This haftarah is always read on the Shabbat before Yom Kippur. As in the painting above, people from all the corners of the world gather to hear the shofar and pray.The

The Torah reading is “VaYeilech”, in which Moshe continues his farewell to the children of Israel. The nation is in the desert, ready to enter the Promised Land. Moshe is standing before them and wishing them strength and courage as tey continue into Canaan.


art by Laya Crust

Moshe spent much of his life leading this nation out of slavery and to  freedom. He started with their parents and grandparents in Egypt and continued with this generation and their children in the desert. Chosen by Gd he led them through wars, drought, and internal revolts. He began the journey with his brother Aaron and his sister Miriam but they both died. At this juncture Moshe was the lone leader ready to appoint a successor. It seems that as life shifted Moshe’s emotions shifted too. In VaYeilech he sounded more like a father than he ever had before.

He began by saying, I am 120 years old today. I can no longer go out and come in. The Lord told me, “You will not cross the Jordan.”  Moshe continued by telling the nation that Gd would continue to guide and protect them. Three times in this parsha we read the words “חזק ואמץ“,  “be strong and have courage”. Moshe was aware they depended on him and that however much he himself wanted to finish the journey with b’nei Yisrael he couldn’t.

With these words he gave the nation guidance for the future- words to carry in their hearts, recognition of their potential, and strength to continue.

Moshe knew his journey had ended. He had led an incredible life, devoting himself to Gd and His people. He knew that he had not been perfect but his entire life was dedicated to carrying out what he knew his purpose was and doing it in the best way possible.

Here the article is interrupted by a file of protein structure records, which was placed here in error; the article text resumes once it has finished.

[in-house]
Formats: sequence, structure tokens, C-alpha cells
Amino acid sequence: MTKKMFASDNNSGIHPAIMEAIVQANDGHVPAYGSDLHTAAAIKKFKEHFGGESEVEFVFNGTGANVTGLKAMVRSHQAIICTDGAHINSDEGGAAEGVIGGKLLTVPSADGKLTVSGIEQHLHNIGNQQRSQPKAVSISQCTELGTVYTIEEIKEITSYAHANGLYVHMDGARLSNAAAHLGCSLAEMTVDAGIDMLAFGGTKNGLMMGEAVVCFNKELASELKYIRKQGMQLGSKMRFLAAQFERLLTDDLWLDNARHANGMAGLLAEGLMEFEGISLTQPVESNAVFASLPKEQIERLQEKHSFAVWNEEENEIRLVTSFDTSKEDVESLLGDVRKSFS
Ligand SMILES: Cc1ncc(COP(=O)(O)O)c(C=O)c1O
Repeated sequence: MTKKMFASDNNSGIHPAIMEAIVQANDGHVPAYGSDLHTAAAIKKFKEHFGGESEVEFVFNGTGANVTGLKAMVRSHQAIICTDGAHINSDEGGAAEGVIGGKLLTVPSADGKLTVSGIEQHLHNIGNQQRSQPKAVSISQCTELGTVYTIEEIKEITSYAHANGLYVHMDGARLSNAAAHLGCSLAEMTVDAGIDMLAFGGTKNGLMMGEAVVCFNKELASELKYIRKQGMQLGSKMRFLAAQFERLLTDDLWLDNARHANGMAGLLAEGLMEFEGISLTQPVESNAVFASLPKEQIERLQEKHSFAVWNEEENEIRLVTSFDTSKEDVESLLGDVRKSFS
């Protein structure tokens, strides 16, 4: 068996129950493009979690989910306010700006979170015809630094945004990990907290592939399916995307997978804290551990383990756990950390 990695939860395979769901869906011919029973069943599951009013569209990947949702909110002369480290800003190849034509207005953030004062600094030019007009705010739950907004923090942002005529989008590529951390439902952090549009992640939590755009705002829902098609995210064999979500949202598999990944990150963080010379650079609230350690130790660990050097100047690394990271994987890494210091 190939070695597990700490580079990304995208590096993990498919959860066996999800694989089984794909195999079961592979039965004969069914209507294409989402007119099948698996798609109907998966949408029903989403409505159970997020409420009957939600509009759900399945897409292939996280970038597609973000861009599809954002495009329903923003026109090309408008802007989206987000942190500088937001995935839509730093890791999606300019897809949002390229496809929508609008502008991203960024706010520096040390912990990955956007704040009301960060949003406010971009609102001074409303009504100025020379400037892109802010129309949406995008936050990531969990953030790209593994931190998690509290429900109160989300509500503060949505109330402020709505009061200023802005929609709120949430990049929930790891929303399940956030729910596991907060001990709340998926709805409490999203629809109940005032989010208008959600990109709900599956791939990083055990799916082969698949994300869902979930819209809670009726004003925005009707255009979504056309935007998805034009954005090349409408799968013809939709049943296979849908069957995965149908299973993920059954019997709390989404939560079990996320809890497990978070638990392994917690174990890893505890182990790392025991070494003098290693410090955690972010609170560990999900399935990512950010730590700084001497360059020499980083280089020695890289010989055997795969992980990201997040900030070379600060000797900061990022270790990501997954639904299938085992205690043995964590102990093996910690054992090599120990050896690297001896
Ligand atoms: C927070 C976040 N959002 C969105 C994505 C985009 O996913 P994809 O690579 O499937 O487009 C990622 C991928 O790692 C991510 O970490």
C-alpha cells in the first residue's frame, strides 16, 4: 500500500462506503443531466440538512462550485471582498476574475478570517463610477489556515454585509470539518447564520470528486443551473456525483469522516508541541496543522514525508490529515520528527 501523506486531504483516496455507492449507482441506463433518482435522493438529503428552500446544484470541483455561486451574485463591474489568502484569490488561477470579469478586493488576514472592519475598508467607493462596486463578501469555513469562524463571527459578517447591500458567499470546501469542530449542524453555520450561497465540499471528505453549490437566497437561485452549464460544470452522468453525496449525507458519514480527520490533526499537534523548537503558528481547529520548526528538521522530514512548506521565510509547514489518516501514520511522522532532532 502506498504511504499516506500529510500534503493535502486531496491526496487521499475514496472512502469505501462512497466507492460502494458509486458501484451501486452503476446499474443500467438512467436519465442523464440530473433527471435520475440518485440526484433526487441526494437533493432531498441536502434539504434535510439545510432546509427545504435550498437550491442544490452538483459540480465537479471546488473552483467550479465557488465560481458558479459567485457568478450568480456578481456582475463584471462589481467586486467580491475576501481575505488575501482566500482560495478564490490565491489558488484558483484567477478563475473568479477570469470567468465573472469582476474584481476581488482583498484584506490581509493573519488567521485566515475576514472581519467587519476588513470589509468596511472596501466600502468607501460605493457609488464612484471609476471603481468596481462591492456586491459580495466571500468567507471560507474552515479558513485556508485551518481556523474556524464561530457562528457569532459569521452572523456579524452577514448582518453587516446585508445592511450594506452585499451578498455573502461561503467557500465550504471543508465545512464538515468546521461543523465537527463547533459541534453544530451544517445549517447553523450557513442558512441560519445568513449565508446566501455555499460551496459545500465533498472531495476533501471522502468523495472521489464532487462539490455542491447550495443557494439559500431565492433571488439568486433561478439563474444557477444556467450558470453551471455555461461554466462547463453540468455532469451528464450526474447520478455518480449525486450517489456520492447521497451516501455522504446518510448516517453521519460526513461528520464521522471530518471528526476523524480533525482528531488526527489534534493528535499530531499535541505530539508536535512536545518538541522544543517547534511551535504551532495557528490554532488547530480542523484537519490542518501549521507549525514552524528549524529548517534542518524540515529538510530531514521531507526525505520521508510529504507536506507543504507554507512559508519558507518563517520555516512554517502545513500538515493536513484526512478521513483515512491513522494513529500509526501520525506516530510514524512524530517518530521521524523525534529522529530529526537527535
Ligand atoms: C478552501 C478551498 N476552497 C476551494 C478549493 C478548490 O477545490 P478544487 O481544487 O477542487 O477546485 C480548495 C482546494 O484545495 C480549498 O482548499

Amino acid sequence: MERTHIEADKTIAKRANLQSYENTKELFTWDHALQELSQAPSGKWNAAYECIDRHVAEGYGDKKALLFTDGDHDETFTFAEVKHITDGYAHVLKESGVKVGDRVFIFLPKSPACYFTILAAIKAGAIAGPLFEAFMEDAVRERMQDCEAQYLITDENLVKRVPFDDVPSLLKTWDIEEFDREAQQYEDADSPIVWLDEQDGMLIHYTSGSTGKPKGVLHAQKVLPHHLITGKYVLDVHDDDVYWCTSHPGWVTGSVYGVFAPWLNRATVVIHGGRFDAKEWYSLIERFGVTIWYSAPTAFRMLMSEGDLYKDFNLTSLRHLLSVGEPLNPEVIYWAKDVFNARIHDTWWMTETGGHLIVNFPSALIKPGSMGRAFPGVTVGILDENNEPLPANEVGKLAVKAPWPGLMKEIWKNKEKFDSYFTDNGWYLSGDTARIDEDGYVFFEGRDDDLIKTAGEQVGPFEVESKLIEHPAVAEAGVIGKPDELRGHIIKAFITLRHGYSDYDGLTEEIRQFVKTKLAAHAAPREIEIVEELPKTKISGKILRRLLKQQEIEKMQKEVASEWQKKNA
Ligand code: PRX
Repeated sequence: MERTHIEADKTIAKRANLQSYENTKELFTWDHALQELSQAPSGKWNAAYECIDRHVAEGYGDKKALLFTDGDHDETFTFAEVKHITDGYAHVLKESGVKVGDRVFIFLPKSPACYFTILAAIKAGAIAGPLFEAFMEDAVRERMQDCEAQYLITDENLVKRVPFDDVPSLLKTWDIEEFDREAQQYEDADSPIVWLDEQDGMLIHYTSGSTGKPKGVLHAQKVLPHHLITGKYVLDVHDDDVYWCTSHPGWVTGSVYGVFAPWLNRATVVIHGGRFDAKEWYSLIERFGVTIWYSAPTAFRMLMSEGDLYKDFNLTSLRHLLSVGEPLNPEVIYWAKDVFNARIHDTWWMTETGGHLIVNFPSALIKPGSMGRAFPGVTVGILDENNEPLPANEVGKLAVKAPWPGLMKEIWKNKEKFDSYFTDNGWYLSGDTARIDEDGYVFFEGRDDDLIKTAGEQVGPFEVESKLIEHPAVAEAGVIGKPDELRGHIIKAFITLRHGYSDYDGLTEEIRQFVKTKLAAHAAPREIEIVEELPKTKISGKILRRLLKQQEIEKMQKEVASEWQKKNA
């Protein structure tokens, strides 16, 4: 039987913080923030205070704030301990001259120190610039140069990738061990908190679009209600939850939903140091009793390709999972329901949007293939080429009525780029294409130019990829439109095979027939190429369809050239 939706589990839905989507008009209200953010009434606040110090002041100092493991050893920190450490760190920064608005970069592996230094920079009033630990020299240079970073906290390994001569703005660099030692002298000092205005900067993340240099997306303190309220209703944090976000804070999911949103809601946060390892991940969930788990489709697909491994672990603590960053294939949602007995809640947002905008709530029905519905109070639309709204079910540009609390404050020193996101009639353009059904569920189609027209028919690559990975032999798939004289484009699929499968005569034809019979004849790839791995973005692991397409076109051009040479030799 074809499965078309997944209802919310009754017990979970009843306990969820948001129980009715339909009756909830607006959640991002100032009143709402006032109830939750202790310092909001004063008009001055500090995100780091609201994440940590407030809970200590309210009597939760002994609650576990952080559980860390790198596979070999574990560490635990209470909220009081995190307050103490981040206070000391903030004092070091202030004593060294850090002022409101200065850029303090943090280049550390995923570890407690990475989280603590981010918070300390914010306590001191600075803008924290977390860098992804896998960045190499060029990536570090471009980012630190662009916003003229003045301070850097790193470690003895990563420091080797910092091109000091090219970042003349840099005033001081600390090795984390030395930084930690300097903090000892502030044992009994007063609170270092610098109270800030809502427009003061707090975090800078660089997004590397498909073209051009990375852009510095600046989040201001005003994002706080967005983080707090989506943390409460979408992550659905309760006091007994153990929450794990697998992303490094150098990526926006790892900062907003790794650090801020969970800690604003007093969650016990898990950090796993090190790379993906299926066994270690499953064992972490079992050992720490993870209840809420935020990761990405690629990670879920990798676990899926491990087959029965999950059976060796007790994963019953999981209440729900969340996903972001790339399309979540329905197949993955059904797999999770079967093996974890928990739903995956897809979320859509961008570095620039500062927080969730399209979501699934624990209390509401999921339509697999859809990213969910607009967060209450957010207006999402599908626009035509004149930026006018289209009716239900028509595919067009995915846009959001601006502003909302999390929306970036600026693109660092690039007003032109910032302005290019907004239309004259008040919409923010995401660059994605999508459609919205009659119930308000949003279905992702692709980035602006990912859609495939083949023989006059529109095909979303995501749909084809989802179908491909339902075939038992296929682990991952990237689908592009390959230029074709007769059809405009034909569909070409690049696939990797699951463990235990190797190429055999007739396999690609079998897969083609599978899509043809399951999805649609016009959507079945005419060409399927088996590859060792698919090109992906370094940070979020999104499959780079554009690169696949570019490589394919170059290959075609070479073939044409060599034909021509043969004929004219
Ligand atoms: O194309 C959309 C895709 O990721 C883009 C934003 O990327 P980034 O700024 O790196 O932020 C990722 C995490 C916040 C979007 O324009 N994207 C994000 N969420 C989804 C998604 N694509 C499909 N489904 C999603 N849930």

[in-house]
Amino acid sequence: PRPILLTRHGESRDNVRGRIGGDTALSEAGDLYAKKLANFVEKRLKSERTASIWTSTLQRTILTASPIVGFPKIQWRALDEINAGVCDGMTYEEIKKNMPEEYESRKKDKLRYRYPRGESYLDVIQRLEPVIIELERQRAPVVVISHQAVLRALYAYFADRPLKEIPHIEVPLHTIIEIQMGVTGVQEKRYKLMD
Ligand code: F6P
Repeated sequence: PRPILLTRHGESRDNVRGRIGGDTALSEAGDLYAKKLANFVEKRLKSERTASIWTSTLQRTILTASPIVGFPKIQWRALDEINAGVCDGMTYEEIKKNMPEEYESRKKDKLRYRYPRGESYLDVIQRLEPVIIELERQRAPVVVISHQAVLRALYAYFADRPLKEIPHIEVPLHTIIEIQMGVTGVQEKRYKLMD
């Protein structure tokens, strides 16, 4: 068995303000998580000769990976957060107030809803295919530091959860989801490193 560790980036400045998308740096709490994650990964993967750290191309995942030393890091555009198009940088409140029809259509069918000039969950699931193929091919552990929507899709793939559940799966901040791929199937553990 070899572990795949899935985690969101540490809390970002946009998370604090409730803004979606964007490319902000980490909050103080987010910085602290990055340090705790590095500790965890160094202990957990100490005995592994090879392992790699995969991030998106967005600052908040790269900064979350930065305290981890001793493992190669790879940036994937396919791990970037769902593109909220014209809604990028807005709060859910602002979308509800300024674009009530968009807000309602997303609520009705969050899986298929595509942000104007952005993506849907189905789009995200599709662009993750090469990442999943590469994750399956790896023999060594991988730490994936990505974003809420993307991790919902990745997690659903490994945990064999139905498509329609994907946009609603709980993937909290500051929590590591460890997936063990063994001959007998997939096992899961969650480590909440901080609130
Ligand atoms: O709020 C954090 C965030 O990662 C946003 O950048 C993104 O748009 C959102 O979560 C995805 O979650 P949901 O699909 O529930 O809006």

In these days between Rosh haShana and Yom Kippur that is part of what we should think about. This is a time to consider what our mission in life is and to carry it out in truth and an open heart.

Have a meaningful fast.

I wish you, your family and friends a year of health, happiness and peace,




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Miriam, Moses and Aaron

P1130369The Waters of Meriba-  art by Laya Crust

Miriam, Moses and Aaron

Parshat Hukkat,  Numbers 19 – 21: 1

As I was reading this week’s parsha I thought about the extraordinary link between  three siblings- Miriam, Moshe and Aaron. Miriam, the oldest of the three, watched over baby Moses, trying to help keep him as safe as possible under impossible circumstances. Moshe (Moses) spent his earliest years with his mother and sister until he was returned to Pharaoh’s daughter where he grew up in wealth and entitlement.

The Torah/ Bible narrative focuses on Moshe the great leader of the Israelites. When he argued with Gd at the site of the burning bush Gd sent Aaron, Moshe’s older brother, to be his support and mouthpiece. From that time on the two brothers traveled together.

Miriam didn’t appear again until the Israelites had crossed the Red Sea. She is called a prophetess and was accepted as a leader with her brothers. According to Midrash Miriam’s presence brought water throughout the desert journey. She died in parshat Hukkat and the water disappeared.

P1130373Moshe, Miriam and Aaron having tea in the desert after a long day


This parsha shows the unity and relationship of the three siblings in a touching way. They led the nation together in almost constant agreement. (Naturally there were some blips here and there.) I imagine that they encouraged each other and were there for moral support.